Facebook Readies A.I. For Its Greatest Challenge Yet: Guiding Tourists

Guiding someone who has no idea where they’re going through bustling city streets takes both excellent communication skills and unwavering patience. Artificial intelligence is a master of the latter, but still has a lot of room for improvement when it comes to understanding and responding to humans.

In part because it’s such a perfect storm for miscommunication, computer scientists at Facebook’s A.I. research lab actually think they can improve A.I.’s mastery of communication by having it guide a virtual tourist through New York City. They’ve dubbed this project Talk the Walk and they tell Inverse this method could be the key to teaching machines how to master the nuance of language.

“The goal of the research project is to explore a more human-like approach to language learning,” explains University of Montreal Ph.D. student, Harm de Vries. “Previous work mostly focused on language learning from large [collections of text], like Wikipedia. [This] project aims to explore language learning in a contextual environment, making it possible to link words and concepts to perception and action in that environment.”

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For starters, the researchers compiled a dataset of New York City neighborhoods, 360-degree photos of those locations, and sample conversations of humans guiding other humans around these same neighborhoods. From there they contrived two A.I. systems, one to play the tourist and one to play the seasoned local.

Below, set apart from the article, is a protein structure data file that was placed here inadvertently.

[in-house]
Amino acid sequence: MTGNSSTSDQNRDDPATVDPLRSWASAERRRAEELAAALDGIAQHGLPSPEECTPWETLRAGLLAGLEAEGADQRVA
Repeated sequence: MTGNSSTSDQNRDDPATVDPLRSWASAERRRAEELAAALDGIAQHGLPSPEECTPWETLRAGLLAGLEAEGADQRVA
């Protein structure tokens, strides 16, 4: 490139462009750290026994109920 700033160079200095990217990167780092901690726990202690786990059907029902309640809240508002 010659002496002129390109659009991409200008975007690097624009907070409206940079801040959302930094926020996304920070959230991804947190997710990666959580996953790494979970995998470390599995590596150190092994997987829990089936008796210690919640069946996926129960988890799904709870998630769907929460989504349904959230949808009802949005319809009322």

The virtual guide knew where it needed to take the virtual tourist and had access to a map, but it had no idea where the tourist was located. On the other hand, the tourist had only a 360-degree view of the area it was placed in but had no map or any kind of clue as to how to actually get to their destination.

In order to save this hopeless A.I., the guide had to ask the tourist to describe its surroundings. The lost computer would then describe restaurants, coffee shops, or any distinguishable landmark using the dialogue data that de Vries and his team had provided it. From there the guide would try its best to direct it.

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Unfortunately, the team hasn’t been able to develop an A.I. that could successfully pull off the entirety of this task — guiding tourists is hard! — but their A.I. tour guide did get pretty good at locating its tourist. That’s notable, because it’s something that humans are actually worse at (“Which Starbucks are you in front of?!?”).

“My biggest surprise was how people were able to solve the task while using very noisy communication,” says de Vries. “Human guides were not able to localize the human tourists very well but still succeeded to complete the task in many cases. I’m excited to find out how they did that, and hopefully, enable machines to do the same.”

So turns out A.I. can actually take a page out of humans’ play book when it comes to learning how to walk the walk and talk the talk.

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